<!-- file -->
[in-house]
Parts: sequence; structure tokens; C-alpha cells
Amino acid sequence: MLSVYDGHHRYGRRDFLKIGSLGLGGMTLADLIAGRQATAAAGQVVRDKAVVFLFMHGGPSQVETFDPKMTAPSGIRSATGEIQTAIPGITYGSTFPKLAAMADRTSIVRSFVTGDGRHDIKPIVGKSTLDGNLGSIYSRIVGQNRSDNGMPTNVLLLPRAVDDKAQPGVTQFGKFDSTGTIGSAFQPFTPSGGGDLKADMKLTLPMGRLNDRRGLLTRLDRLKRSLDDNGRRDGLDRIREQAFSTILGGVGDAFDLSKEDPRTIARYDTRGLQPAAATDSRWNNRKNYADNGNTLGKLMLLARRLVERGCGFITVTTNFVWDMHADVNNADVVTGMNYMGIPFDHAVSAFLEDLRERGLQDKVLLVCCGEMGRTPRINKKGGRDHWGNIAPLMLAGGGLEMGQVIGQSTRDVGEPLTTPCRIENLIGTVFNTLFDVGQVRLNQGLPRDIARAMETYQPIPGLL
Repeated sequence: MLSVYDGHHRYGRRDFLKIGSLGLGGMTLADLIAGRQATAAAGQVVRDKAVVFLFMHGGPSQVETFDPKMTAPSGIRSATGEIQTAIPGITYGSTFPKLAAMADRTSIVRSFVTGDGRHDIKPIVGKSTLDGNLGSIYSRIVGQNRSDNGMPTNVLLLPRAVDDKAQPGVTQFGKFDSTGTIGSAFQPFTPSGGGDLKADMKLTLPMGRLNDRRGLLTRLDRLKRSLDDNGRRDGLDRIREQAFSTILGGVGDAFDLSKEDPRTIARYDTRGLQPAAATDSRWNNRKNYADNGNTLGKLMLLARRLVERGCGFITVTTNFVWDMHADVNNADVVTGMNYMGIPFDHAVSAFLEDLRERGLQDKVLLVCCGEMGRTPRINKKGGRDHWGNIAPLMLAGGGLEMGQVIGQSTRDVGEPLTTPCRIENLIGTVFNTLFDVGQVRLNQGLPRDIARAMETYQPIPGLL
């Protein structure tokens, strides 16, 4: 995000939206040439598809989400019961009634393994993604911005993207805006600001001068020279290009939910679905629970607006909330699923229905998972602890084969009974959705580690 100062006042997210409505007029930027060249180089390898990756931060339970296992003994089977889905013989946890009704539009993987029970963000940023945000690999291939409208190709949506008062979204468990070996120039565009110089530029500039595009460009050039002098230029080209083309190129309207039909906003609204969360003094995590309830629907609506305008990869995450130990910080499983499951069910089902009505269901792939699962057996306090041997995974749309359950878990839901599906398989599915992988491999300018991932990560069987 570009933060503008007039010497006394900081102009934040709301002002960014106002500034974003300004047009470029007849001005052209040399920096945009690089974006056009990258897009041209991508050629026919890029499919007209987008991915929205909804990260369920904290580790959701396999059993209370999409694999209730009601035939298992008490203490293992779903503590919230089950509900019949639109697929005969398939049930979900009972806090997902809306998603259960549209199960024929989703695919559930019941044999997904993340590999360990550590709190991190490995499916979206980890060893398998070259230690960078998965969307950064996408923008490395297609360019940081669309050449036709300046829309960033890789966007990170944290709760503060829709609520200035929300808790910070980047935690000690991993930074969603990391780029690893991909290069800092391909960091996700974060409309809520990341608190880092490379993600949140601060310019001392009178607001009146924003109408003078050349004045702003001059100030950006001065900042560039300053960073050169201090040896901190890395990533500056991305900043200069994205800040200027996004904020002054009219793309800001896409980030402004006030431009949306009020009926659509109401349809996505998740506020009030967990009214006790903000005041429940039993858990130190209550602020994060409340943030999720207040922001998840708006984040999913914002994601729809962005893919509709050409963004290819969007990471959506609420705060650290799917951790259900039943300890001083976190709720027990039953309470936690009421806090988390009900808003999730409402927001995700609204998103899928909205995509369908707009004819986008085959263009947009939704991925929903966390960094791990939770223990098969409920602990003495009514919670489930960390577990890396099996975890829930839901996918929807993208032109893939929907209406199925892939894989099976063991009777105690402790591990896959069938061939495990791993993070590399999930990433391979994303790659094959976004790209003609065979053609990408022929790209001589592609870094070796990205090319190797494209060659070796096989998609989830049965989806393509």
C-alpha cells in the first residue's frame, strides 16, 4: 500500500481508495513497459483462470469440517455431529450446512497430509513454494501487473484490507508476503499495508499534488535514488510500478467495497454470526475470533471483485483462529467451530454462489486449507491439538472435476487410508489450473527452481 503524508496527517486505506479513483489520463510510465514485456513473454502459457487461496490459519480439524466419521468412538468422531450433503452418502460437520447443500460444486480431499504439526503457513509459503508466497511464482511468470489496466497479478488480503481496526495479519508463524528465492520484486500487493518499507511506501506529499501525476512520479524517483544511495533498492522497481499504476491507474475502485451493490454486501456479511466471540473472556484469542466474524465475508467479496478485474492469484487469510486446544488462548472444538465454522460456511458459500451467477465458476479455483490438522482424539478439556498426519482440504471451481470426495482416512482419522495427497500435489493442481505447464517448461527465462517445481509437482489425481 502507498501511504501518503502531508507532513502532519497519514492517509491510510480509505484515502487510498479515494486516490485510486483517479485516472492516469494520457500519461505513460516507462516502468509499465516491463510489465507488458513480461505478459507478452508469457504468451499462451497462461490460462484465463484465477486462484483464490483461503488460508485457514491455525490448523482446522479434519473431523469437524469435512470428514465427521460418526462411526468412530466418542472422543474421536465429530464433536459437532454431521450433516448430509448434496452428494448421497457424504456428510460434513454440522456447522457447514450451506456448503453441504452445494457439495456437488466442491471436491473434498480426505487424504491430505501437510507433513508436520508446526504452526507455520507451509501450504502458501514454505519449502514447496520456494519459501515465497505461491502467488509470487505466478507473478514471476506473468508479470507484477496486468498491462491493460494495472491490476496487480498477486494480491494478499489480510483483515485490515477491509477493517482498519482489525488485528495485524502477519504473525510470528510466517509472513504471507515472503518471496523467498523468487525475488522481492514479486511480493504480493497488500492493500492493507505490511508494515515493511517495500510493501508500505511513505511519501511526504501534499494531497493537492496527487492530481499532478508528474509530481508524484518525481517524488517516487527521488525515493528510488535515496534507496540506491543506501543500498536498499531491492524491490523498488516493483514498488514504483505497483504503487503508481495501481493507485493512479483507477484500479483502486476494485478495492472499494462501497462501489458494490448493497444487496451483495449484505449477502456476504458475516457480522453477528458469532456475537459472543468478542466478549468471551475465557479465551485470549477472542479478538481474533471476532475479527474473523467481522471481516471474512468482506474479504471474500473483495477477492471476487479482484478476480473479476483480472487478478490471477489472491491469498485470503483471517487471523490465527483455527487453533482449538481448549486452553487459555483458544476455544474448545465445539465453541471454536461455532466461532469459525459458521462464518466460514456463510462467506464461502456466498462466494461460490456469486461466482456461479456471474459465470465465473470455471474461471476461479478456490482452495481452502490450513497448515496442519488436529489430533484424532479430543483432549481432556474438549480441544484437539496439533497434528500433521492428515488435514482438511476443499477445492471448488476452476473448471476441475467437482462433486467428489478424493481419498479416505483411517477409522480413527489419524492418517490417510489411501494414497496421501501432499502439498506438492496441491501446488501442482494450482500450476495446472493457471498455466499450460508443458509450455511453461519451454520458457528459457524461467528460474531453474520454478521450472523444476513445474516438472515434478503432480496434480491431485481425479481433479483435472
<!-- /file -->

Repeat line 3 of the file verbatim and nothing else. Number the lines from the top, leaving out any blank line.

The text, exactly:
Amino acid sequence: MLSVYDGHHRYGRRDFLKIGSLGLGGMTLADLIAGRQATAAAGQVVRDKAVVFLFMHGGPSQVETFDPKMTAPSGIRSATGEIQTAIPGITYGSTFPKLAAMADRTSIVRSFVTGDGRHDIKPIVGKSTLDGNLGSIYSRIVGQNRSDNGMPTNVLLLPRAVDDKAQPGVTQFGKFDSTGTIGSAFQPFTPSGGGDLKADMKLTLPMGRLNDRRGLLTRLDRLKRSLDDNGRRDGLDRIREQAFSTILGGVGDAFDLSKEDPRTIARYDTRGLQPAAATDSRWNNRKNYADNGNTLGKLMLLARRLVERGCGFITVTTNFVWDMHADVNNADVVTGMNYMGIPFDHAVSAFLEDLRERGLQDKVLLVCCGEMGRTPRINKKGGRDHWGNIAPLMLAGGGLEMGQVIGQSTRDVGEPLTTPCRIENLIGTVFNTLFDVGQVRLNQGLPRDIARAMETYQPIPGLL